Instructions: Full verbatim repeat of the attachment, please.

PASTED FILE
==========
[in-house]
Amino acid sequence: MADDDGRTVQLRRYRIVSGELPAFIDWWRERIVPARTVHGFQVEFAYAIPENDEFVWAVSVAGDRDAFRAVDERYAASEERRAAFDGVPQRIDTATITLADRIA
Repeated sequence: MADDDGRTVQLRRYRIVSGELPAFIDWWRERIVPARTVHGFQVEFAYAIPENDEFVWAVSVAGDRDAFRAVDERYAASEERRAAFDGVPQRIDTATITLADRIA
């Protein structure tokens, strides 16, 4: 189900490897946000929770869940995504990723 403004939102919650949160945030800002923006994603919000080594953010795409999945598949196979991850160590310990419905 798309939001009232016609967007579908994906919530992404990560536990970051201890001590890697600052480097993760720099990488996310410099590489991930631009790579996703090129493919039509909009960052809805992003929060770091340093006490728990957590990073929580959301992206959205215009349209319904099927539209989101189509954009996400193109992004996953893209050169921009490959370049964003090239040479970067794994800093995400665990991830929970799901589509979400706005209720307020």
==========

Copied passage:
[in-house]
Amino acid sequence: MADDDGRTVQLRRYRIVSGELPAFIDWWRERIVPARTVHGFQVEFAYAIPENDEFVWAVSVAGDRDAFRAVDERYAASEERRAAFDGVPQRIDTATITLADRIA
Repeated sequence: MADDDGRTVQLRRYRIVSGELPAFIDWWRERIVPARTVHGFQVEFAYAIPENDEFVWAVSVAGDRDAFRAVDERYAASEERRAAFDGVPQRIDTATITLADRIA
């Protein structure tokens, strides 16, 4: 189900490897946000929770869940995504990723 403004939102919650949160945030800002923006994603919000080594953010795409999945598949196979991850160590310990419905 798309939001009232016609967007579908994906919530992404990560536990970051201890001590890697600052480097993760720099990488996310410099590489991930631009790579996703090129493919039509909009960052809805992003929060770091340093006490728990957590990073929580959301992206959205215009349209319904099927539209989101189509954009996400193109992004996953893209050169921009490959370049964003090239040479970067794994800093995400665990991830929970799901589509979400706005209720307020």